When you’re swimming at a public pool, it's always safer to have a lifeguard on duty. But even with that added security, a lifeguard's view of what's going on beneath the surface could be impaired at your local pool.

The height of the lifeguard stand is essential for optimum water safety and to get the best vantage point for surveillance.

Maria Bella, an aquatics and drowning expert, works with swimming pool managers to best position lifeguards and identify potential safety risks. Using underwater targets and three synchronized cameras mounted to represent lifeguard stands at different heights; she compares the lifeguard’s view from each location.

She then presents that information to the pool, and helps them to determine what height lifeguard chairs should be at and where those chairs need to be placed.

“This helps put their lifeguards in a position where they can best identify a struggling swimmer, whether they’re at the surface, just below it or at the bottom of the pool,” said Bella.

In a photo example from a lifeguard position of 2.5 feet, it’s difficult to see two children swimming just below the surface. But if the lifeguard chair is raised to six to eight feet, they become much clearer.

"The higher up you go, the larger amount of the space inside the pool that is easily visible to the lifeguard sitting or standing at a higher perch," explained James Dickerson, Consumer Reports chief science officer.

Dickerson says this phenomenon is due to glare off the water and the refraction of light, when light bends as it travels from the water into the air.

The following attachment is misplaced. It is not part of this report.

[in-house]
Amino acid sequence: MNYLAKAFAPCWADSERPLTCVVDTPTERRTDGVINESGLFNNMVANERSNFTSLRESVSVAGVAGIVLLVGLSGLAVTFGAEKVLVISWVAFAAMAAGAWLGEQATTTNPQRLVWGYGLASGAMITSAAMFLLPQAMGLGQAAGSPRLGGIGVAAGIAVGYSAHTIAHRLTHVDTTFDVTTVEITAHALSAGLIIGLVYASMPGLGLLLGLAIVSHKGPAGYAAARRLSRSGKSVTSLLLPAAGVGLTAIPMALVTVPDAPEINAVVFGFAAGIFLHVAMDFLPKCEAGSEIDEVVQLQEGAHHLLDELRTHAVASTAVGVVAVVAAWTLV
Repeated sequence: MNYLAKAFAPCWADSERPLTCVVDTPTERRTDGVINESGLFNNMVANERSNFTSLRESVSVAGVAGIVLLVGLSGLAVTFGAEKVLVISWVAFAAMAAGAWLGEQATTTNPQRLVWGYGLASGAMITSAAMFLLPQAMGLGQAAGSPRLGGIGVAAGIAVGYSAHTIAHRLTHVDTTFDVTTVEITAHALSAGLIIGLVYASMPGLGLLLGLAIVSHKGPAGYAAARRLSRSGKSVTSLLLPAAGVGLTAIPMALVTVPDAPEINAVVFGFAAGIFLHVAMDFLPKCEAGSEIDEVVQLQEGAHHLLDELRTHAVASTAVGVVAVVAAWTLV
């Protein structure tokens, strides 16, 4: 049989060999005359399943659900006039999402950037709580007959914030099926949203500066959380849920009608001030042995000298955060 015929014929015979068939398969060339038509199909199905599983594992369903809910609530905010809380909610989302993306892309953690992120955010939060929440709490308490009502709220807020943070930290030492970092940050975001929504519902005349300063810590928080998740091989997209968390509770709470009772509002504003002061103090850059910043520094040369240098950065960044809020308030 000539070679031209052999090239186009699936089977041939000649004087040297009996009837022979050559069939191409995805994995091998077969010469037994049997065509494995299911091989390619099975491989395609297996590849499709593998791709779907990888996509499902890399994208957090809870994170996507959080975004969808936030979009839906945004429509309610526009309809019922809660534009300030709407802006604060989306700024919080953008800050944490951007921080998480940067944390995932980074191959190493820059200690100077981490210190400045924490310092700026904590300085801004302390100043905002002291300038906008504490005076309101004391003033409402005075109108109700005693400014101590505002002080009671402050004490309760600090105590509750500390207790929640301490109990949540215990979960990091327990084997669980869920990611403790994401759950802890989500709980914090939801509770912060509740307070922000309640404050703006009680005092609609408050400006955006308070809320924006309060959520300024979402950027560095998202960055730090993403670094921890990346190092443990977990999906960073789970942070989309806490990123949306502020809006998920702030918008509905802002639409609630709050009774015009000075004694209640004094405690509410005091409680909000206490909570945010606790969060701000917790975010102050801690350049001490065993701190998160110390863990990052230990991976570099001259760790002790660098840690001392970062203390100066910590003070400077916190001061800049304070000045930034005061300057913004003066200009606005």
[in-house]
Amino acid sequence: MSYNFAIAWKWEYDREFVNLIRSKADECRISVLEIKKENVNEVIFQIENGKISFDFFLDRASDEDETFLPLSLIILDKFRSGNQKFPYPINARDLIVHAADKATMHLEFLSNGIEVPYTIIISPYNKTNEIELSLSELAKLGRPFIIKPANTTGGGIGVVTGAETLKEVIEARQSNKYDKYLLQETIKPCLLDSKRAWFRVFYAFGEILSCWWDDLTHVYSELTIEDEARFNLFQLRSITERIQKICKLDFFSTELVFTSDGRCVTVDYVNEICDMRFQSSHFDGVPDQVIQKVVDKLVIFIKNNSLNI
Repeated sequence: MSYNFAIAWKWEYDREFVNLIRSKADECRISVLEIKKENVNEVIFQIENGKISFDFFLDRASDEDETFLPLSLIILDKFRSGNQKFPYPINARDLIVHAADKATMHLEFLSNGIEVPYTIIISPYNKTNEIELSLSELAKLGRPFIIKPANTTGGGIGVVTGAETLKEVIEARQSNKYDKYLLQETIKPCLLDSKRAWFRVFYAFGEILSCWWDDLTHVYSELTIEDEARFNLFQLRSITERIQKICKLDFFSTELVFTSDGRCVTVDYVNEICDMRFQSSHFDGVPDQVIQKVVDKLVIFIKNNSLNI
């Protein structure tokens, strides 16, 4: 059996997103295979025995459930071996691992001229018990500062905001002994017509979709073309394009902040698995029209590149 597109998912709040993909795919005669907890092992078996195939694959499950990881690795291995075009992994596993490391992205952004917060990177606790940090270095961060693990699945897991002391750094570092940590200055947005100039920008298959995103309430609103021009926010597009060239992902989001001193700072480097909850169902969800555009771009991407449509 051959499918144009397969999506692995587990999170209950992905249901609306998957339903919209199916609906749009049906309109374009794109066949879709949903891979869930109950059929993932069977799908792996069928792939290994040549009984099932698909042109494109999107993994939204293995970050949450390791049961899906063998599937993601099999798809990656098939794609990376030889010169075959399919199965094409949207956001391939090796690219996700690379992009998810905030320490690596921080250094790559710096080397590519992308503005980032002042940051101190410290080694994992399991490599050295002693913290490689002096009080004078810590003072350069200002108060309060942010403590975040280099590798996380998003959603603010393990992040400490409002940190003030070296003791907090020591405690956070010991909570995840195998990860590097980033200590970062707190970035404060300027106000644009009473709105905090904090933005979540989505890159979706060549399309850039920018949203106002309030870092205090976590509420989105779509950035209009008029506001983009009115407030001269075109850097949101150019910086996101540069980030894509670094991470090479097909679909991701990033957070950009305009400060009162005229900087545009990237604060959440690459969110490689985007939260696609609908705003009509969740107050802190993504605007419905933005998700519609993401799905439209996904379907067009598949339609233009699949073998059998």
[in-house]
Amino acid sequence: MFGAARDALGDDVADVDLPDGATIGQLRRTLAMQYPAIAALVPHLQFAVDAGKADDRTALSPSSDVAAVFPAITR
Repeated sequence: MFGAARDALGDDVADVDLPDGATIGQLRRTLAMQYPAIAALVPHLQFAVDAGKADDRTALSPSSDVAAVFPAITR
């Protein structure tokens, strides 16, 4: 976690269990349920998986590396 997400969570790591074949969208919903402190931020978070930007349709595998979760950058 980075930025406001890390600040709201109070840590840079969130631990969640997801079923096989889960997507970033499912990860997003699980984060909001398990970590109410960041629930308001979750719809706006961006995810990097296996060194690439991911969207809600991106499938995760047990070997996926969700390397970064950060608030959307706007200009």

From a low position at the edge of a pool, light refraction from the water and glare from the sun or overhead lighting can significantly limit the lifeguard’s ability to see all areas within the water.

"Glare does present a challenge for our staff on occasion," said Sean Healey, Vancouver Park Board aquatics supervisor, “But our lifeguards have the choice between a sitting position in the lifeguard chairs or a walking patrol and it’s at their discretion given the conditions.”

Healey says the more swimmers create waves which can also change the way the light reflects which is why lifeguards move around.

If you have concerns, ask management at your local pool. And remember, even when there are lifeguards on duty, a responsible adult should always monitor children. Also consider asking the pool management if they’ve ever done an assessment of the location of the lifeguard stands around the pool.

The Canadian Red Cross has a lot of pool safety information on its website. It's not a bad idea to give yourself a quick refresher.